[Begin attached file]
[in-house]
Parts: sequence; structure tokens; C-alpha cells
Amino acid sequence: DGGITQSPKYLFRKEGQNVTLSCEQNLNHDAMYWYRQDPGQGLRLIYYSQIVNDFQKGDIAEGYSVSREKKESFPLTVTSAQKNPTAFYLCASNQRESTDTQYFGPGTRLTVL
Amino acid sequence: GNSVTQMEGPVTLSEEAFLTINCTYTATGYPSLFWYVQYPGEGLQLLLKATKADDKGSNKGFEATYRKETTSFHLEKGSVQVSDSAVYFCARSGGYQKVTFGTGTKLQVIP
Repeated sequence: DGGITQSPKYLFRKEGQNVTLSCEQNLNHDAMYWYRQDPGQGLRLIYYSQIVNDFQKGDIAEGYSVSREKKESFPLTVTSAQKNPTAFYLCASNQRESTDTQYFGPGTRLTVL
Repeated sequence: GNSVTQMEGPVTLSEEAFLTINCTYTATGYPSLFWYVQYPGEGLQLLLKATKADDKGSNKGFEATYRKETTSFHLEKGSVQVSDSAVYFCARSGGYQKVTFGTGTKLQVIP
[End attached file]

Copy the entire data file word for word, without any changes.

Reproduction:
[in-house]
Parts: sequence; structure tokens; C-alpha cells
Amino acid sequence: DGGITQSPKYLFRKEGQNVTLSCEQNLNHDAMYWYRQDPGQGLRLIYYSQIVNDFQKGDIAEGYSVSREKKESFPLTVTSAQKNPTAFYLCASNQRESTDTQYFGPGTRLTVL
Amino acid sequence: GNSVTQMEGPVTLSEEAFLTINCTYTATGYPSLFWYVQYPGEGLQLLLKATKADDKGSNKGFEATYRKETTSFHLEKGSVQVSDSAVYFCARSGGYQKVTFGTGTKLQVIP
Repeated sequence: DGGITQSPKYLFRKEGQNVTLSCEQNLNHDAMYWYRQDPGQGLRLIYYSQIVNDFQKGDIAEGYSVSREKKESFPLTVTSAQKNPTAFYLCASNQRESTDTQYFGPGTRLTVL
Repeated sequence: GNSVTQMEGPVTLSEEAFLTINCTYTATGYPSLFWYVQYPGEGLQLLLKATKADDKGSNKGFEATYRKETTSFHLEKGSVQVSDSAVYFCARSGGYQKVTFGTGTKLQVIP